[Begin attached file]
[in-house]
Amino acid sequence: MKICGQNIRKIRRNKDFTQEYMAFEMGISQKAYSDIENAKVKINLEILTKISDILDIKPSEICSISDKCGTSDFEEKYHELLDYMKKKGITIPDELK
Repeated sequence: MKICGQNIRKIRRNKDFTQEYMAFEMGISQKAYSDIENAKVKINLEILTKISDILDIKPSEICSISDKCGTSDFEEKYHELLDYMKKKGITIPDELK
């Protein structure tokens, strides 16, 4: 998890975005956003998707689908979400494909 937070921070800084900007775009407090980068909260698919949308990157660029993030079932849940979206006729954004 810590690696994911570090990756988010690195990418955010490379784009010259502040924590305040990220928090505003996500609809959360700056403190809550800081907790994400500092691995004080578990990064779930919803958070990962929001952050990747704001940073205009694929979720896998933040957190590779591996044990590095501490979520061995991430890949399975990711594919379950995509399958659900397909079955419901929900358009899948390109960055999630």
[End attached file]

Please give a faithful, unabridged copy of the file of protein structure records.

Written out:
[in-house]
Amino acid sequence: MKICGQNIRKIRRNKDFTQEYMAFEMGISQKAYSDIENAKVKINLEILTKISDILDIKPSEICSISDKCGTSDFEEKYHELLDYMKKKGITIPDELK
Repeated sequence: MKICGQNIRKIRRNKDFTQEYMAFEMGISQKAYSDIENAKVKINLEILTKISDILDIKPSEICSISDKCGTSDFEEKYHELLDYMKKKGITIPDELK
């Protein structure tokens, strides 16, 4: 998890975005956003998707689908979400494909 937070921070800084900007775009407090980068909260698919949308990157660029993030079932849940979206006729954004 810590690696994911570090990756988010690195990418955010490379784009010259502040924590305040990220928090505003996500609809959360700056403190809550800081907790994400500092691995004080578990990064779930919803958070990962929001952050990747704001940073205009694929979720896998933040957190590779591996044990590095501490979520061995991430890949399975990711594919379950995509399958659900397909079955419901929900358009899948390109960055999630």